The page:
Leisure, Lifestyle & Wellness
Pulse Beat

Medical developments from around the world

 

The Ebola story changing daily?

In the sordid saga on ebola, governments and the science establishments seem to be in cahoots. At one point, they announced that the virus was losing its power; the next day, reports said that a new outbreak was expected. There is a big debate about its spread because very little is known, or understood, about the virus. Although the Centres for Disease Control and Prevention (CDC) says that it does not spread through air, some stray reports suggest cases of airborne contagion.

 

Weight in Early Pregnancy and Outcomes in Early Infancy

A team of Swedish and American researchers wanted to test the hypothesis that obese mothers are a bad influence on their offspring. They studied all the births in the Swedish Birth Registry between 1992 and 2010, which totalled 1.8 million.

 

The study’s results have upheld the hypothesis. The fatter the mother during pregnancy, the higher was the infant mortality. The authors of the study said: “Causes of death included congenital anomalies, birth asphyxia, infections and sudden infant death syndrome (SIDS) and results were adjusted for factors, such as maternal age, height, smoking, education, country of birth, and year of delivery. Babies do best when mothers have a normal body weight before and during pregnancy, they added.”

 

This was an epidemiological retrospective study and might only show the trend. To prove that this hypothesis really works on the ground, one has to confirm it with prospective studies and, if possible, animal studies.

 

Does the Simple Flu Vaccination Kill?

The number of people who have died in Italy after being administered a flu vaccine made by a Swiss pharmaceutical company has risen to 13. “The Italian Medical Agency (AIFA) has warned against panic and stressed there is not proof yet that it was the vaccine that led to the deaths. It said it banned two batches of the product—called FLUAD—as a precautionary measure, pending further studies,” the Sydney Morning Herald reported.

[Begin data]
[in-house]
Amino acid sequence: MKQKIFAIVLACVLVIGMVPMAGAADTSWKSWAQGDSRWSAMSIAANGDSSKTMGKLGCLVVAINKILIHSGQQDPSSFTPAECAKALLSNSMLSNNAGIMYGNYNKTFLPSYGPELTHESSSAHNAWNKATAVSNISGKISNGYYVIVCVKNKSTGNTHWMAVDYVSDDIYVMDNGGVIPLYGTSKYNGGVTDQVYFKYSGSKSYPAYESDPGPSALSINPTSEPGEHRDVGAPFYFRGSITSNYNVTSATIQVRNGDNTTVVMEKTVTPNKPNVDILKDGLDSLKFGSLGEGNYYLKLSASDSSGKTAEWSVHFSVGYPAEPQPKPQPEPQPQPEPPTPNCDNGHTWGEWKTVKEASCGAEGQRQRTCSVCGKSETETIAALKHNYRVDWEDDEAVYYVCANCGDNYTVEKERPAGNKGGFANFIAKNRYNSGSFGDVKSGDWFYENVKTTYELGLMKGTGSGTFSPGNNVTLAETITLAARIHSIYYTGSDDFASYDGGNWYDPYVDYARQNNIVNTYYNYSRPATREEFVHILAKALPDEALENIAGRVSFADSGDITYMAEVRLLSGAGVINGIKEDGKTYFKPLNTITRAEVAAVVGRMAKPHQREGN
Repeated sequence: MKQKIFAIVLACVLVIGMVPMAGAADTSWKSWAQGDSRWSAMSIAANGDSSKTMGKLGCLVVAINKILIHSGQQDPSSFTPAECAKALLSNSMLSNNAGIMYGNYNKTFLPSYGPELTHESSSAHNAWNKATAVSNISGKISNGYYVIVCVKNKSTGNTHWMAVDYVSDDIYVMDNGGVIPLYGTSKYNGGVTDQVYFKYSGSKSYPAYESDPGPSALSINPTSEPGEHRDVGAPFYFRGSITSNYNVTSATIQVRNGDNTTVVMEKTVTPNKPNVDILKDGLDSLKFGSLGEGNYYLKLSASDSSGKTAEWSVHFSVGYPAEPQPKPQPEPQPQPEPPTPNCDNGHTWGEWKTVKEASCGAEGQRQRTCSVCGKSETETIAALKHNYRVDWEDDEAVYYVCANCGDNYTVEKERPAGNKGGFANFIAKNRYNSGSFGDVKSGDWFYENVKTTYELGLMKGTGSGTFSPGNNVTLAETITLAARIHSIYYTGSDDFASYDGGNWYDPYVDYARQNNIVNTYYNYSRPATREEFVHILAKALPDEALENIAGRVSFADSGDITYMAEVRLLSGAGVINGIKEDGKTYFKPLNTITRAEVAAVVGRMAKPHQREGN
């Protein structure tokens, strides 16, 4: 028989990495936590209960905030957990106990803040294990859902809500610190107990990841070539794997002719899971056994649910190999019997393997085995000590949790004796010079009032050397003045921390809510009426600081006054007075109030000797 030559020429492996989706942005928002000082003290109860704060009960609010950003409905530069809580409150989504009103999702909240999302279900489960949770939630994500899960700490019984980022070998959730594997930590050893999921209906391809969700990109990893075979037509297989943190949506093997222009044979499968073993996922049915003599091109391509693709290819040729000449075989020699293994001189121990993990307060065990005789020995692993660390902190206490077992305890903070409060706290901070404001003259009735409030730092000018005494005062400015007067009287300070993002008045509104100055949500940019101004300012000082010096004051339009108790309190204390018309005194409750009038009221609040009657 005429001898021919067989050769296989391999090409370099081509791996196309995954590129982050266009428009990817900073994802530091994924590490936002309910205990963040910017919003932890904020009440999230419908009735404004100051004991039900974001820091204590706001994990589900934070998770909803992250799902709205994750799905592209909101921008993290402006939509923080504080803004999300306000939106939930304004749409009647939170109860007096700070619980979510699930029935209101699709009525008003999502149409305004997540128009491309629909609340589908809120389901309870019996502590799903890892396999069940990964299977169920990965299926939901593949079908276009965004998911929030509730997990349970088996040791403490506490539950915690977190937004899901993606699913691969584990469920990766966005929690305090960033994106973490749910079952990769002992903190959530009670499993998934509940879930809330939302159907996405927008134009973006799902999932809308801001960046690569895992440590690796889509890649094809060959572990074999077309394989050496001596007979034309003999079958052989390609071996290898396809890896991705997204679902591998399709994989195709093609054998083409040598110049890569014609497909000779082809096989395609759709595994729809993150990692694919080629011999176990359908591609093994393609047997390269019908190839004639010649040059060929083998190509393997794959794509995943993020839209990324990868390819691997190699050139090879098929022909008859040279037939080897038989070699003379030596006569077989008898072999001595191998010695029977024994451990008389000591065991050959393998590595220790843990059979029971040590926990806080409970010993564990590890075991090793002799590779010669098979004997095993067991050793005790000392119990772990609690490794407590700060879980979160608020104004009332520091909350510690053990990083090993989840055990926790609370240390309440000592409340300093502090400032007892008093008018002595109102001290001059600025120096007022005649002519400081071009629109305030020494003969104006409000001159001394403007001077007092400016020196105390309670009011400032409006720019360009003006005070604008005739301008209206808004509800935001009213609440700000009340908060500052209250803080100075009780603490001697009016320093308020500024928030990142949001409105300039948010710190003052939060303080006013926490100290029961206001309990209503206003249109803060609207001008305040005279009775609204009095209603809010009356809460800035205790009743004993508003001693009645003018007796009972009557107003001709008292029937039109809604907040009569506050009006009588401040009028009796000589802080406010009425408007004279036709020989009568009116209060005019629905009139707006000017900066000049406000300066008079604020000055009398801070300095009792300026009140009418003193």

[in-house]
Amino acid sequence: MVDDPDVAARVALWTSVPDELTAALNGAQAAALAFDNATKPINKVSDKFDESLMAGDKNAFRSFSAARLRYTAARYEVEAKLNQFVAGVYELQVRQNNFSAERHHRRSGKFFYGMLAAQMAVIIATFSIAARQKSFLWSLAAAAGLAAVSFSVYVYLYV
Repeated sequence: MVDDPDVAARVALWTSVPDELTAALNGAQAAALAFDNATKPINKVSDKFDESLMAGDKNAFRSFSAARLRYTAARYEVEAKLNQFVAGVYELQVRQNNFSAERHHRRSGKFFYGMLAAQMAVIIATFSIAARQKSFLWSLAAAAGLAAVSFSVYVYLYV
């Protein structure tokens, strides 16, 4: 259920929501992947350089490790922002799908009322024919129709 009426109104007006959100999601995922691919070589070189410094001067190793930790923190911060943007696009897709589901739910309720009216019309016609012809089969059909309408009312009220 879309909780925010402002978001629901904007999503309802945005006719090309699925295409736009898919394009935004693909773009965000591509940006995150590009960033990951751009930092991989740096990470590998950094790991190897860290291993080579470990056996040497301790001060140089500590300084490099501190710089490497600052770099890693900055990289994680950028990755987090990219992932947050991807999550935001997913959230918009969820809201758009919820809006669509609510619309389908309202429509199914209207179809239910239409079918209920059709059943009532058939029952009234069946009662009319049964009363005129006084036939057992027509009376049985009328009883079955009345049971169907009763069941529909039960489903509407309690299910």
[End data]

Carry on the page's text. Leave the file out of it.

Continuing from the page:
Burden of Medical Treatment on Families

This is a matter that receives little attention in the hi-tech medical world. The usual joke is that a recovering patient gets a massive heart attack and dies when he sees the final hospital bill. Imagine the fate of relatives when a patient dies in the hospital with a huge bill pending. The rule, in some private hospitals, is that the relatives and friends need to clear the bill before they get hold of the dead body!

 

There is an editorial on this in the recent issue of the British Medical Journal which says, “The burden continues to increase as healthcare systems shift an ever growing list of management responsibilities and tasks on to patients and their caregivers. This is real work, which requires considerable effort from patients, their caregivers, and their extended social networks.” The burden can be more severe on patients from lower socio-economic backgrounds. Patients who work at more than one job to make enough money for survival, for example, may find it hard to “follow the requirements of multiple clinical guidelines” and “struggle to adhere to treatment recommendations.” Other challenges include the expense of getting clinic appointments and learning self-management skills, such as coping with polypharmacy and taking regular injections.

 

Mediterranean Diet and Health

The latest research about the ‘Mediterranean diet’ suggests that it increases longevity by preserving the length of the telomeres. Interestingly, the diet also has advice on alcohol intake: “It is characterised by a high intake of vegetables, fruits, nuts, legumes (such as peas, beans and lentils), and (mainly unrefined) grains; a high intake of olive oil but a low intake of saturated fats; a moderately high intake of fish, a low intake of dairy products, meat and poultry; and regular but moderate intake of alcohol (specifically wine with meals).” I am not in agreement with this line on wine. In my considered view, alcohol can never have any salutary effect on human health. It is possible that the positive tilt on alcohol may have a link to the funders of the study.

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